I don’t remember much else about that day, but I remember being alone with Kate for the first time since September. We had spent Christmas batted between Mum and Dad, visiting cousins and relatives and people we had never met but were expected to know. I tried telling her about Buttercup over winter-term but stopped, somehow sensing that my tragedy and I were simply suspended in her mind, waiting to be filed away, and, instead spent most of the half-term finishing coursework and revising, while she cleaned and recleaned her room and then left, only to return to Cornwall a week later.

We walked slowly through the snow, and she said, “They should have told you that Mum was depressed, ill.”


“It doesn’t matter anymore. Let’s go outside. We need to get out of here.”

We walked into the dusk. I wanted to go towards the sea, but I knew Kate couldn’t bear the sound of the waves (for the same reason I hated the howl of the wind) so we walked through the garden, down along the house, as the snow began to turn to rain.

I waited for her to speak, but finally I asked, “What are you looking at?”


I stared into the sky, wishing to see what she saw. “Why’d she do it, Kate?”

“I reckon she thought life wasn’t what she expected.”

She continued walking beside me, pinpricks of water—phantoms of the snow—sprinkling down, the naked trees surrounding us. As Kate took my hand, and I looked at her, needing to explain how much I needed her, missed her. “Maybe I’m having a mid-life crisis.”

“You’re not even sixteen.”

“Maybe I’m going to die young.”

We were silent then, and she was crying, and I wanted to walk away. I only wanted her to hold me like she used to, feeling like I had fallen down the well, plummeting farther and farther away from home, and I needed her to understand, but by the time I found the words, she was already gone, back to Oxford.

* * *

In the weeks that followed, I searched for the Ruger at my father’s, certain it ended up back with him. It seemed important that I found the gun, although I had no intentions of doing anything with it.  After three months, I uncovered it, lying in the lower left-hand drawer of his office desk—innocent as a pencil—buried amongst bank statements and staples. Dad was in Sao Paulo at the time and had mistakenly left the drawer key on top of the desk.  I lifted the gun out of the drawer, expecting it to be heavier, heftier, remembering it to be more unwieldy. I examined the barrel, the grip, the trigger, wondering how mother had felt, the puppies and Buttercup. I wondered: staring into a gun, did everything change?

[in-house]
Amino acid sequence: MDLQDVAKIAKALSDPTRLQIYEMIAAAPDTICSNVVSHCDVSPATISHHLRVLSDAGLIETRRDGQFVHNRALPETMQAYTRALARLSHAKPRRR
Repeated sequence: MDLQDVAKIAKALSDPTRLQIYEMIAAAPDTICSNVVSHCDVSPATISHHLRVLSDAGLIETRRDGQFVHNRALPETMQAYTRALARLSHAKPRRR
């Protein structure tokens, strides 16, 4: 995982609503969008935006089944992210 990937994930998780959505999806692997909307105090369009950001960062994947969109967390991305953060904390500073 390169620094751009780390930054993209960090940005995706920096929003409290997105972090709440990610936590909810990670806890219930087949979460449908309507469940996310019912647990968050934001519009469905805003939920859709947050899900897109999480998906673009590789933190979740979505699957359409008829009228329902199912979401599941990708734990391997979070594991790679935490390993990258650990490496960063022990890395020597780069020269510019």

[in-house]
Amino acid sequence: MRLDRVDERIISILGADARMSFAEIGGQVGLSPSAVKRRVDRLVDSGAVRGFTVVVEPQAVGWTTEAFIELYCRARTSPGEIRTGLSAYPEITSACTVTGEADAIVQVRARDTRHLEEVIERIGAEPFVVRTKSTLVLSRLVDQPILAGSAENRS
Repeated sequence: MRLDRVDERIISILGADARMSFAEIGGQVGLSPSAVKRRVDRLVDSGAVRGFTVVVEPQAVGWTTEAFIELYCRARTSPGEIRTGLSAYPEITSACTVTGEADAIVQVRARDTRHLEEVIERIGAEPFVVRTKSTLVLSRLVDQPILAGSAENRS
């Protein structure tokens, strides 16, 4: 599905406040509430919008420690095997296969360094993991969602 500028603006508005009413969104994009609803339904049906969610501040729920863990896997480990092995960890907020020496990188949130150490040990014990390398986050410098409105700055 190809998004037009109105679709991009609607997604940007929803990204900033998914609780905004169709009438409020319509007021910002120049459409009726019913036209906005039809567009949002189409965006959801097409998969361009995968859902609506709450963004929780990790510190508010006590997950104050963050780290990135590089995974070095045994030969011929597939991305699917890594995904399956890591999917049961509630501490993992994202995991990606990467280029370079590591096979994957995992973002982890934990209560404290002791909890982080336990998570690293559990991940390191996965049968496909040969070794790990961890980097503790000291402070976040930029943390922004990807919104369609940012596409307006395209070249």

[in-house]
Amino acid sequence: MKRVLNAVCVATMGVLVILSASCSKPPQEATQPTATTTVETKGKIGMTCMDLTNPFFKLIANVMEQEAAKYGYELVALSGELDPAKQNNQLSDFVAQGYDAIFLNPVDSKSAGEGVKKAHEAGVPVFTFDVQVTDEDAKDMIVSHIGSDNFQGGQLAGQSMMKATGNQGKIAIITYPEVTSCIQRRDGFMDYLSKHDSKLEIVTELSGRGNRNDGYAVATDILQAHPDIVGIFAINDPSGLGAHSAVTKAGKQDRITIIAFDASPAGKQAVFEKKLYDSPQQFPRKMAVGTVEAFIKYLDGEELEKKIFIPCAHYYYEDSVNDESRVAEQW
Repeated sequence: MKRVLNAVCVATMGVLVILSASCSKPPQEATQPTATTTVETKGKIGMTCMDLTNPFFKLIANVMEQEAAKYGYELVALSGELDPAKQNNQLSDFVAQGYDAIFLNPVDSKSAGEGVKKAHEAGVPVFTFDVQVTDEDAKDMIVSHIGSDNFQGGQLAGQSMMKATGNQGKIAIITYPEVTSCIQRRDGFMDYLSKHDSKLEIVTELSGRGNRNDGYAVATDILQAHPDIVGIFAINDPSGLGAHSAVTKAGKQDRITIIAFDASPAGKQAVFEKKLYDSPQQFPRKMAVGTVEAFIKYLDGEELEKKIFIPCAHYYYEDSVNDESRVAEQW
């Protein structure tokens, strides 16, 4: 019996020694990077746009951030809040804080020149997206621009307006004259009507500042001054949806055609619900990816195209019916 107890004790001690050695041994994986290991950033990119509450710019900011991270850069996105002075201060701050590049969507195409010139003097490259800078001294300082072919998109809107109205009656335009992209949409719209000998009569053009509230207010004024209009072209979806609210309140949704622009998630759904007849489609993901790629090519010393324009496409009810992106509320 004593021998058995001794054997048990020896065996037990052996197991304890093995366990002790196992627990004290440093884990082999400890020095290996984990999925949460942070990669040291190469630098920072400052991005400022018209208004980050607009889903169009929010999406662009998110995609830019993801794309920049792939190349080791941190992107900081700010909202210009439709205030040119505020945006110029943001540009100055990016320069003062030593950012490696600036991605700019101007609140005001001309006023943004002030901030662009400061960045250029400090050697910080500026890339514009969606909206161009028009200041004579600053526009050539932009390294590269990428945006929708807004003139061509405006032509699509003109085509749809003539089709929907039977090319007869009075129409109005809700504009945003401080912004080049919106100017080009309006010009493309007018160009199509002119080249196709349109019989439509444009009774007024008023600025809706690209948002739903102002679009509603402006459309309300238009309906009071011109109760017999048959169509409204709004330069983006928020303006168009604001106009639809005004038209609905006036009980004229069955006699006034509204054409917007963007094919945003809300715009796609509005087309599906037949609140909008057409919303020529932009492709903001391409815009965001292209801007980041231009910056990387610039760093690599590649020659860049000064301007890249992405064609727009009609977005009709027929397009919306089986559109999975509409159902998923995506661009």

I took aim, pointing the Ruger first at my father’s desk, then at a blossom I noticed on the floor, dragged in from the garden. It was green, pinkish inside, ripe and ready to burst. It made me angry, its mere appearance promising that soon the scenery would be swallowed in an eruption of growth, of color, but in my mind, the velvety softness was already giving way to a crinkly autumn leaf, and I knew that the fugitive flower would soon be burnished by the summer’s heat and chilled by the winter wind, time forcing Earth into new revolutions.

Everything had changed, but I knew Kate would be home that summer, and I had believed, hoped, that she would make it right, as she always had before, but there was a dark part of my mind that knew everything always did and would change. And, thinking of Mum, of puppies and horses, feeling the Spanish heat on my face, the pulsating throb in my arm, I took aim at the bud and pulled the trigger.

Allison Ivans Coulson is a writer of fiction and non-fiction, and she has studied at Johns Hopkins University and the University of East London. Currently she is pursing an MFA in Creative Writing at Hofstra University while working as a middle school English teacher. Her work has been featured on chicklitshorties.com and The Rusty Nail.

Read Allison Ivans Coulson’s comments on Colleen Fullin’s “Times Ending, Times Beginning.”

Notes from Denis J. Underwood, Online Managing Editor
First pass, the writing drew me in immediately. I very much enjoyed the vibrant descriptions. Some of these brought forth childhood memories of places where I had spent summers, of childhood friends I had passed the time with—fortunately, without being involved with such tragic and stressful events. Subsequent readings revealed themes like metamorphosis that were present throughout the story and really resonated. In the end I found some solace. Finally, the gun is used without fatal consequence. Has the chain finally been broken? There is lingering uneasiness after reading this story.